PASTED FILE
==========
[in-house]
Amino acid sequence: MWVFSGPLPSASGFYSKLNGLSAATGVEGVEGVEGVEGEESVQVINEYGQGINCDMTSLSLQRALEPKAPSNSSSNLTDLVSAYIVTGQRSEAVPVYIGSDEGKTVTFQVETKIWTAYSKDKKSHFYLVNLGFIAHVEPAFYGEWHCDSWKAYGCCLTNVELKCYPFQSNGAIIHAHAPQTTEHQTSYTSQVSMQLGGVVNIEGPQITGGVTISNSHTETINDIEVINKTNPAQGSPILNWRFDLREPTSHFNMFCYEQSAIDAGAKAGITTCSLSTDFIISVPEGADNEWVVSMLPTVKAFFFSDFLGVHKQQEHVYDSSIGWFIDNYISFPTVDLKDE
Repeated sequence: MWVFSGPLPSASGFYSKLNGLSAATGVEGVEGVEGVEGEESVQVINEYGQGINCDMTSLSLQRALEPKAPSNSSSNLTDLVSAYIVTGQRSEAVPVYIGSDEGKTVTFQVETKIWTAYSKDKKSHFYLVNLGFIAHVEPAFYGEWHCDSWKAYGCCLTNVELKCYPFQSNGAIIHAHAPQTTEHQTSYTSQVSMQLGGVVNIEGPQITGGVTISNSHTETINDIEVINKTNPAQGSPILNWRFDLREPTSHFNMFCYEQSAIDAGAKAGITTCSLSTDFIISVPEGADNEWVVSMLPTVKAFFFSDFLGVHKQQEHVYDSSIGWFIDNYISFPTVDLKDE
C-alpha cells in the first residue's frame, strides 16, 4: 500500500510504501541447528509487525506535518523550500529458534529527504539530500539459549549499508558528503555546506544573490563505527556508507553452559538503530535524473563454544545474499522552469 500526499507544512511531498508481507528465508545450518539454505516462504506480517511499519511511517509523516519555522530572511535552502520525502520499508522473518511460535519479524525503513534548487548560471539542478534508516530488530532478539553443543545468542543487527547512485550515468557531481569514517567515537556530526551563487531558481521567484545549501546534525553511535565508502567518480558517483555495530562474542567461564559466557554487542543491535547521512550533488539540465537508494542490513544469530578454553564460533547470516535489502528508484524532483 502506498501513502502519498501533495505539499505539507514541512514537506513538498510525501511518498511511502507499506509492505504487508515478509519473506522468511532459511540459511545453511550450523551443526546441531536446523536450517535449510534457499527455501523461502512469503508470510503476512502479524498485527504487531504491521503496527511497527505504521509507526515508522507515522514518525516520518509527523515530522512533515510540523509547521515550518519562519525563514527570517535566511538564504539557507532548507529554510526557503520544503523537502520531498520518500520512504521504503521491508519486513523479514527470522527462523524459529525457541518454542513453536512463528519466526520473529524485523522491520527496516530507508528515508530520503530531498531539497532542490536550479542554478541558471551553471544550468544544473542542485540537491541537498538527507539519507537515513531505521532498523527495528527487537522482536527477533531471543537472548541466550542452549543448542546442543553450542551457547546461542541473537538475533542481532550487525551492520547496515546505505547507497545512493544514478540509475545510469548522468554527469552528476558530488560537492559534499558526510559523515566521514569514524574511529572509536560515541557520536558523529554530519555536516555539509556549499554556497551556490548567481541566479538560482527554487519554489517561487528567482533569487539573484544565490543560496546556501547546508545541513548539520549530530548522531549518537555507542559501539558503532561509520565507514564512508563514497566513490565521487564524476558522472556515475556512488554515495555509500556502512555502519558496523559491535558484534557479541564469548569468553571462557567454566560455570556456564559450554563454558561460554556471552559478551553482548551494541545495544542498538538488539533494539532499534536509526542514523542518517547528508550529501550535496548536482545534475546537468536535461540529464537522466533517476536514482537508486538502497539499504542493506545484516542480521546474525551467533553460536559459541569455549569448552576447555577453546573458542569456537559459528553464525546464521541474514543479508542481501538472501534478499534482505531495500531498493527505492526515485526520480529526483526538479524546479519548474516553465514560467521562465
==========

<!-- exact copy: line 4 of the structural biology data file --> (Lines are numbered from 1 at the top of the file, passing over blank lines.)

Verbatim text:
C-alpha cells in the first residue's frame, strides 16, 4: 500500500510504501541447528509487525506535518523550500529458534529527504539530500539459549549499508558528503555546506544573490563505527556508507553452559538503530535524473563454544545474499522552469 500526499507544512511531498508481507528465508545450518539454505516462504506480517511499519511511517509523516519555522530572511535552502520525502520499508522473518511460535519479524525503513534548487548560471539542478534508516530488530532478539553443543545468542543487527547512485550515468557531481569514517567515537556530526551563487531558481521567484545549501546534525553511535565508502567518480558517483555495530562474542567461564559466557554487542543491535547521512550533488539540465537508494542490513544469530578454553564460533547470516535489502528508484524532483 502506498501513502502519498501533495505539499505539507514541512514537506513538498510525501511518498511511502507499506509492505504487508515478509519473506522468511532459511540459511545453511550450523551443526546441531536446523536450517535449510534457499527455501523461502512469503508470510503476512502479524498485527504487531504491521503496527511497527505504521509507526515508522507515522514518525516520518509527523515530522512533515510540523509547521515550518519562519525563514527570517535566511538564504539557507532548507529554510526557503520544503523537502520531498520518500520512504521504503521491508519486513523479514527470522527462523524459529525457541518454542513453536512463528519466526520473529524485523522491520527496516530507508528515508530520503530531498531539497532542490536550479542554478541558471551553471544550468544544473542542485540537491541537498538527507539519507537515513531505521532498523527495528527487537522482536527477533531471543537472548541466550542452549543448542546442543553450542551457547546461542541473537538475533542481532550487525551492520547496515546505505547507497545512493544514478540509475545510469548522468554527469552528476558530488560537492559534499558526510559523515566521514569514524574511529572509536560515541557520536558523529554530519555536516555539509556549499554556497551556490548567481541566479538560482527554487519554489517561487528567482533569487539573484544565490543560496546556501547546508545541513548539520549530530548522531549518537555507542559501539558503532561509520565507514564512508563514497566513490565521487564524476558522472556515475556512488554515495555509500556502512555502519558496523559491535558484534557479541564469548569468553571462557567454566560455570556456564559450554563454558561460554556471552559478551553482548551494541545495544542498538538488539533494539532499534536509526542514523542518517547528508550529501550535496548536482545534475546537468536535461540529464537522466533517476536514482537508486538502497539499504542493506545484516542480521546474525551467533553460536559459541569455549569448552576447555577453546573458542569456537559459528553464525546464521541474514543479508542481501538472501534478499534482505531495500531498493527505492526515485526520480529526483526538479524546479519548474516553465514560467521562465